Description: Organizations expend a great deal of time, effort and money on the implementation of enterprise resource planning (ERP) systems. They are considered the price of entry for large organizations to do business. Yet the success rate of ERP systems is poor. IS literature suggests that one possible reason for this is the underutilization of these systems. Existing ERP literature is replete with research to improve ERP project implementation success; however, notably absent from these streams is the research that identifies how ERP systems are utilized by individuals or organizations. This dissertation posits that increased ERP utilization can result from increased software and business process understanding gained from both formal training and experiential interventions. New dimensions of system utilization (required vs. optional) are proposed. The purpose of this dissertation is to examine how these interventions impact ERP utilization. The results of this dissertation show that while software-training interventions are important to understanding, it is the business process training interventions that seem to provide the greater effect on understanding. This increased understanding positively affects utilization scenarios where a mixture (required vs. optional) of software features and business process tasks can be leveraged by end-users. The improved understanding of post-adoptive ERP utilization gained from this study benefits both researchers and practitioners.
Date: August 2011
Creator: McGinnis, Thomas C.

Impacts of Personality Type and Computer System Response Time on Anxiety and User Response Time

Description: The purpose of this research was to determine if personality type and system response time have any effect on state anxiety and user response time. The sample for this study consisted of senior and graduate level college students who possessed basic know 1 edge of a text editor. Each test subject was administered the Jenkins Activity Survey to determine scores for Type A versus Type B, speed and impatience, involvement, and competitiveness. The test subjects were randomly assigned to one of three treatment groups (good, variable, and poor system response time). They were required to edit a text file which contained multiple errors. The test subjects were provided hard copies of the file with errors (errors highlighted) and the file as should appear without the errors. The test situation for each test subject was identical, except for changes in system response time. The A-state scale of the State-Trait Anxiety Inventory (STAI) was administered to the test subjects immediately prior to the edit task in order to determine pre-task state anxiety levels. The A-state scale of the STAI was again administered immediately after the edit task in order to determine post-task state anxiety levels. Analysis of variance, analysis of covariance, regression, and two sample t-tests were used to analyze the data collected. All hypotheses were tested at the alpha .05 level. The most significant finding of this study was the positive relationship between state anxiety and system response time. It was originally predicted that the Type A personality would experience a greater increase in state anxiety than the Type B personality. However, that was not found to be true. Both Type A and Type B individuals experience an increase in state anxiety during periods of poor or variable system response time. This study also confirms prior research regarding user and system ...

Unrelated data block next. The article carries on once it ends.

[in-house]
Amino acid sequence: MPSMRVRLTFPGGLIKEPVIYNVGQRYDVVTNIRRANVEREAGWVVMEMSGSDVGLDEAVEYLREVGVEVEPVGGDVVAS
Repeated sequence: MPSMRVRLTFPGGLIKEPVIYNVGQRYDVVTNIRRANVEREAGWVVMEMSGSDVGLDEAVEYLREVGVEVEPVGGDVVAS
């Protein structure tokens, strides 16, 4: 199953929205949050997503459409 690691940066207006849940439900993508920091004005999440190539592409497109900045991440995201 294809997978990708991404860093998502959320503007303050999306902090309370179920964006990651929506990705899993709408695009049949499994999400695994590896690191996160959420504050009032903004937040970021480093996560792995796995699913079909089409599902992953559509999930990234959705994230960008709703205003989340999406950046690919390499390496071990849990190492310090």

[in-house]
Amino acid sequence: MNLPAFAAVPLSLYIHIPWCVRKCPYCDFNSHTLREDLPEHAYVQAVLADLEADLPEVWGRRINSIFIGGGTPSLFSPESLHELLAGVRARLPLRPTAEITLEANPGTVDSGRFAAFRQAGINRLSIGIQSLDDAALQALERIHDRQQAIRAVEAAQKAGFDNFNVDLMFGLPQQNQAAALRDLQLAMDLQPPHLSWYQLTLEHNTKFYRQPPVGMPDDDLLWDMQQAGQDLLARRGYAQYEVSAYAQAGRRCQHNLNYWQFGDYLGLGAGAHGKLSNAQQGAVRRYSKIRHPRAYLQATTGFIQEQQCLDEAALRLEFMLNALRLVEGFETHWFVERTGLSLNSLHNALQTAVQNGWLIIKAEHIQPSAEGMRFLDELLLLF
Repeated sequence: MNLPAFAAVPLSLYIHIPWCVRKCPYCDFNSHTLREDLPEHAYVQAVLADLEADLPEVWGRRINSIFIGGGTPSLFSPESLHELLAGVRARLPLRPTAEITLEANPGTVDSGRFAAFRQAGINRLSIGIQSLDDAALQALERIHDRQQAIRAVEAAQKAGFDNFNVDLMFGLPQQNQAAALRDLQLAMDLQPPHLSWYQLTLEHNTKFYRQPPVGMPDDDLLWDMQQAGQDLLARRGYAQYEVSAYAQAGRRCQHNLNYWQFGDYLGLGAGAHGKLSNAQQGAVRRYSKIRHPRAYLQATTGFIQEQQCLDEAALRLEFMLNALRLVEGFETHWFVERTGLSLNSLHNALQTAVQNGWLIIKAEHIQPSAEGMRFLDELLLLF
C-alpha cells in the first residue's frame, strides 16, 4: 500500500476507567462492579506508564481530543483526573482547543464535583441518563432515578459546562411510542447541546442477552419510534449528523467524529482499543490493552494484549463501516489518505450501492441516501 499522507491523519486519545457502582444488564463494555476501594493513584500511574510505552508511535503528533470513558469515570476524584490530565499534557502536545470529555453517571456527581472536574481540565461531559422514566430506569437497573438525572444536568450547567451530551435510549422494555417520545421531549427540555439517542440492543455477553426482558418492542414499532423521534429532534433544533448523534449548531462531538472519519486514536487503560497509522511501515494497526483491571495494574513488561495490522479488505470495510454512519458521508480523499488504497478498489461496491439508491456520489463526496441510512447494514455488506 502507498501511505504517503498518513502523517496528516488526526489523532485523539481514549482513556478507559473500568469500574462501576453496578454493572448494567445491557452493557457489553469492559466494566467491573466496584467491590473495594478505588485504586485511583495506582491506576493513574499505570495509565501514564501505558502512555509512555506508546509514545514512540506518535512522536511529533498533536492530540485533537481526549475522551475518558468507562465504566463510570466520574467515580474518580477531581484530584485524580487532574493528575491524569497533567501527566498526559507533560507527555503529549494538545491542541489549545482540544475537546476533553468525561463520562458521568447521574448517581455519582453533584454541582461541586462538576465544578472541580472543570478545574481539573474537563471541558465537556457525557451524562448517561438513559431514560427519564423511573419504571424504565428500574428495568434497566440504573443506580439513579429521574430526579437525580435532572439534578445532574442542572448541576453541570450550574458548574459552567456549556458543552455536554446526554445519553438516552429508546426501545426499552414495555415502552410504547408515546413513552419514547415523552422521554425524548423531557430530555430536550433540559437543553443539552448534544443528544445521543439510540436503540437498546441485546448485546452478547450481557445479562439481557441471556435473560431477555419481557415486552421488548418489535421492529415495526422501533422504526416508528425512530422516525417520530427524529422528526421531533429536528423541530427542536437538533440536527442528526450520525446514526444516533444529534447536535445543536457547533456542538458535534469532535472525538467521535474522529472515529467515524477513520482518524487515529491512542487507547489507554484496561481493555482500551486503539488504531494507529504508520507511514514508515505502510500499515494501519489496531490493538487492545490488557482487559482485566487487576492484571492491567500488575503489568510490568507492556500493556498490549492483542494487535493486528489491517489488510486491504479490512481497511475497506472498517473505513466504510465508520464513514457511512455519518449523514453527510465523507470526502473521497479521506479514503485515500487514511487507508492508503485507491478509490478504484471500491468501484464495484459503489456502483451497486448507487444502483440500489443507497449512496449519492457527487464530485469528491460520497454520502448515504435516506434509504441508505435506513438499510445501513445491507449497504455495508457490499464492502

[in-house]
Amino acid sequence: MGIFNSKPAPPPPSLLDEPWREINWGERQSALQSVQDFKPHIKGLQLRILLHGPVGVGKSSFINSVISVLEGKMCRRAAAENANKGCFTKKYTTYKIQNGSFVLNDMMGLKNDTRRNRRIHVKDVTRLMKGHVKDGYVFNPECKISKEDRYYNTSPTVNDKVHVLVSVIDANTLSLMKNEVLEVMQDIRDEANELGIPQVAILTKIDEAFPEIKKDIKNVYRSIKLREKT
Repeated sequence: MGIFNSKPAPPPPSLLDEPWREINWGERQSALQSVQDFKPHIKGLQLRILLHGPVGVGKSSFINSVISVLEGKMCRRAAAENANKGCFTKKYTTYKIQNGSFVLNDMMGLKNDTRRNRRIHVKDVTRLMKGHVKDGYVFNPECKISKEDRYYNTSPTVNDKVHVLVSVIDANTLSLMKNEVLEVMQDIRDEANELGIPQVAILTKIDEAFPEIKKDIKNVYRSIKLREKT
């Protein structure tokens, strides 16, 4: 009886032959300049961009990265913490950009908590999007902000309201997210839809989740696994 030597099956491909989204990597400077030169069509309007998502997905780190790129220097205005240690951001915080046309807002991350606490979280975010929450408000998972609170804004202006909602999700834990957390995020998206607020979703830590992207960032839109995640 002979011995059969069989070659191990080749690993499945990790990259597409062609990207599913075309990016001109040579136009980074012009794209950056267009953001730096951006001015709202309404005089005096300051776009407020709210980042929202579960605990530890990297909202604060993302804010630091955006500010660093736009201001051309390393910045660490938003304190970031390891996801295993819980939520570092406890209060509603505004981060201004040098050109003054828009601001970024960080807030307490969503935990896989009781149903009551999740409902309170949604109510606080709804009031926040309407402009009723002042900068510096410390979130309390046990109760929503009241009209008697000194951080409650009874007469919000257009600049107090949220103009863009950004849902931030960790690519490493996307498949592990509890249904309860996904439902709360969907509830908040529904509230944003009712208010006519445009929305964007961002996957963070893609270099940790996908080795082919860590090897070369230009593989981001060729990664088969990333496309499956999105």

Date: December 1985
Creator: Guynes, Jan L. (Jan Lucille)